Satapatha-Brâhmana, Part 76

BY: SUN STAFF - 26.7 2018

A serial presentation of the Satapatha Brahmana, translated by Julius Eggeling in 1882.

 

Second Kânda - The Agnyâdhâna, The Agnihotra, The Pindapitriyagña, The Âgrayaneshti, And The Kâturmâsyâni

I. The Agnyâdhâna Or Establishment Of The Sacred Fires.

Second Adhyâya – Third Brâhmana - THE PUNARÂDHEYA OR RE-ESTABLISHMENT OF THE SACRED FIRES – Part One

2:2:3:1 - 1. Now Varuna established this (fire), being desirous of sovereignty. He obtained sovereignty; and, accordingly, whether one (who has established the fires) knows (this) or not, they call him 'king Varuna.' Soma (established the fire), being desirous of glory.

He became glorious, and, accordingly, whether one obtains a hold on Soma, or whether one does not, they both obtain (glory),--for it is glory that people thereby get to see. Glorious therefore he becomes, and sovereignty he obtains, whosoever, knowing this, establishes a sacrificial fire of his own.

2:2:3:2 - 2. Now once upon a time the gods deposited with Agni all forms (rûpa) [1], both domestic and wild; either because they were about to engage in battle, or from a desire of free scope, or because they thought that he (Agni) would protect them as the best protector.

2:2:3:3 - 3. But Agni coveted them, and seizing them he entered the seasons with them. 'Let us go back thither,' said the gods, and betook themselves to the place where) Agni (was) concealed. They were disheartened and said, 'What is here to be done? what counsel is there?'

2:2:3:4 - 4. Then Tvashtri beheld that re-consecrated fire (Punar-âdheya). He established it and thereby gained an entrance to Agni's beloved abode. He (Agni) gave up to him both kinds of forms, domestic and wild: hence they call them Tvashtri's forms; since it is from Tvashtri that all form proceeds [2]; but all other creatures of whatever kind undergo it.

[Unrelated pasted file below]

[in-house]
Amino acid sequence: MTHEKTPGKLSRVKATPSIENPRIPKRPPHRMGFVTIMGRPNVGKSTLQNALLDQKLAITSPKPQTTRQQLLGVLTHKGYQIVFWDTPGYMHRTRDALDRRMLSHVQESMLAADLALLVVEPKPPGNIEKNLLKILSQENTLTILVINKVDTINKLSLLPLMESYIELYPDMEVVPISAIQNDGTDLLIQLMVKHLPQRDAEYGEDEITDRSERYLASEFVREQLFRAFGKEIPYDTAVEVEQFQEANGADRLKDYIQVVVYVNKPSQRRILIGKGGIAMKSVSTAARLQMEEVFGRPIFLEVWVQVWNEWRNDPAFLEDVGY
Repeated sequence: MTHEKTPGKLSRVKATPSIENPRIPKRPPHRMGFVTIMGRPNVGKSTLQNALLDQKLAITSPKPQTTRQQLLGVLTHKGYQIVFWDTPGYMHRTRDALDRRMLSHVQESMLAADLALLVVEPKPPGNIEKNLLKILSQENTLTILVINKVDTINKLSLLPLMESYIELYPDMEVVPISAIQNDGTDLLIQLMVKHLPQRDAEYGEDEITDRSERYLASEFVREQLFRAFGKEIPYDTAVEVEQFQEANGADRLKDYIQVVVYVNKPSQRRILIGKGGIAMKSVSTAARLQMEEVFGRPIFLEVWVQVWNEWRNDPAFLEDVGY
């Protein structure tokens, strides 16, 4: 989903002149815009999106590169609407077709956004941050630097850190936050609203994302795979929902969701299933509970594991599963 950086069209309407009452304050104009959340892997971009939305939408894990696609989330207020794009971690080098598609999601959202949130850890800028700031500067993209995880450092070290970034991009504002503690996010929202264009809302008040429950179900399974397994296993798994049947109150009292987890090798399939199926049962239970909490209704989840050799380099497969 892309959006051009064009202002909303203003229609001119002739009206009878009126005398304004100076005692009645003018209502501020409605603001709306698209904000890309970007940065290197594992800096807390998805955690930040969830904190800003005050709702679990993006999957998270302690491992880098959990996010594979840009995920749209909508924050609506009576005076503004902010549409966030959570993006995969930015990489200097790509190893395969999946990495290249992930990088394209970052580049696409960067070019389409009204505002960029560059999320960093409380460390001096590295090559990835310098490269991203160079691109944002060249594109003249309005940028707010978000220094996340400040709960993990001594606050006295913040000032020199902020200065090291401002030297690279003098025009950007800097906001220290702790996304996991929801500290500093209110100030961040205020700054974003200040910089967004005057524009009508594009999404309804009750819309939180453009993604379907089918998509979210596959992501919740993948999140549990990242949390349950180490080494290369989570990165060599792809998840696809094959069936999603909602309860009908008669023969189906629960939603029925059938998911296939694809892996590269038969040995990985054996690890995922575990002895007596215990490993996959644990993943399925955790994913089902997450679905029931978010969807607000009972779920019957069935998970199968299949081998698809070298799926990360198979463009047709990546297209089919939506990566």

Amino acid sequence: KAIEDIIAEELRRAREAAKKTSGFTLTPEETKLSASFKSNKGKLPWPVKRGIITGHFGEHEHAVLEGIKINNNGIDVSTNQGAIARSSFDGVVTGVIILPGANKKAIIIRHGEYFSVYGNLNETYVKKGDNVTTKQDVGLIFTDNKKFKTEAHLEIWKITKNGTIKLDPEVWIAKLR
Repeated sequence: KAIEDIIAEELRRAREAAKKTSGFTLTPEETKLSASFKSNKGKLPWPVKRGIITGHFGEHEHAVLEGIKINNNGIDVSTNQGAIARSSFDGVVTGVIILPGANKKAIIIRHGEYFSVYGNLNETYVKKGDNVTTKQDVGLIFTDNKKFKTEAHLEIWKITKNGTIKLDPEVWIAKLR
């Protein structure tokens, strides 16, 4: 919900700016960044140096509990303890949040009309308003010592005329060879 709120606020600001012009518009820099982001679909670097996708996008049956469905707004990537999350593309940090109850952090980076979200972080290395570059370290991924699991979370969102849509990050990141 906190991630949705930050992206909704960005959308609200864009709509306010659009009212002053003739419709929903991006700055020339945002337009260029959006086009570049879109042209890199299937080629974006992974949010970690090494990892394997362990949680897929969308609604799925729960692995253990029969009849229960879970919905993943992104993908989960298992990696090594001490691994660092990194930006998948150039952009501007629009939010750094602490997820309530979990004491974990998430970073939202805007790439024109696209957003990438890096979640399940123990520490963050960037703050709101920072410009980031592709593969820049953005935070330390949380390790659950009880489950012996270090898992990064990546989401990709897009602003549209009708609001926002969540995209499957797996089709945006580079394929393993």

2:2:3:5 - 5. It is for him (Tvashtri), then, that one must re-establish the fire: for thus he enters Agni's beloved abode, and the latter gives up to him both kinds of forms, domestic and wild. In that (fire) those two kinds of forms are seen: such is the ascendancy (which one obtains by the punarâdhyeya),--people, indeed, envy him; thus he thrives, and a conspicuous position (is obtained by him).

2:2:3:6 - 6. To Agni belongs this sacrifice. Agni is the light, the burner of evil: he burns away the evil of this (sacrificer): and the latter becomes a light of prosperity and glory in this, and a light of bliss [1] in yonder, world. This, then, is the reason why he should establish the fires (a second time).

2:2:3:7 - 7. Let him establish the fires (the second time) in the rainy season. The rains are all the seasons, for the rains are indeed all the seasons: hence, in counting over years, people say, 'In such and such a year (or rain, varsha) we did it; in such and such a year (or rain) we did it.' The rains, then, are one of the forms of manifestation (rûpa) of all seasons [2]; and when people say, 'To-day it is as if in summer,' then that is in the rainy season; and when they say, 'To-day it is as if in spring,' then that, too, is in the rainy season. From the year (or rain, varsha), indeed, (is named) the rainy season (varshâh).

2:2:3:8 - 8. There is, moreover, an occult form (through which the rains manifest themselves in the seasons) 3. When it blows from the east, then that is the characteristic sign of spring:--when it thunders, it is that of summer;--when it rains, it is that of the rainy season; when it lightens, it is that of autumn [1];--when it ceases to rain, it is that of winter. The rains are all the seasons. The seasons he (Agni) entered: from out of the seasons, therefore, he now produces him.

2:2:3:9 - 9. But the sun also is all the seasons: when he rises, then it is spring;--when the cows are driven together (for milking), then it is summer;--when it is mid-day, then is the rainy season;--when it is afternoon, then it is autumn;--when he sets, then it is winter. At mid-day (madhyandina), therefore, he should establish his fires, for then that (sun) is nearest to this world, and hence he produces that (fire) from the nearest centre (madhya).

2:2:3:10 - 10. Verily, this man is affected with evil, as with a shadow. But then (at mid-day) that (evil) of his (like his shadow) is smallest, and shrinks, as it were, beneath his foot: hence he thereby crushes that evil, when it is smallest. For this reason also he should establish his fires (the second time) at mid-day.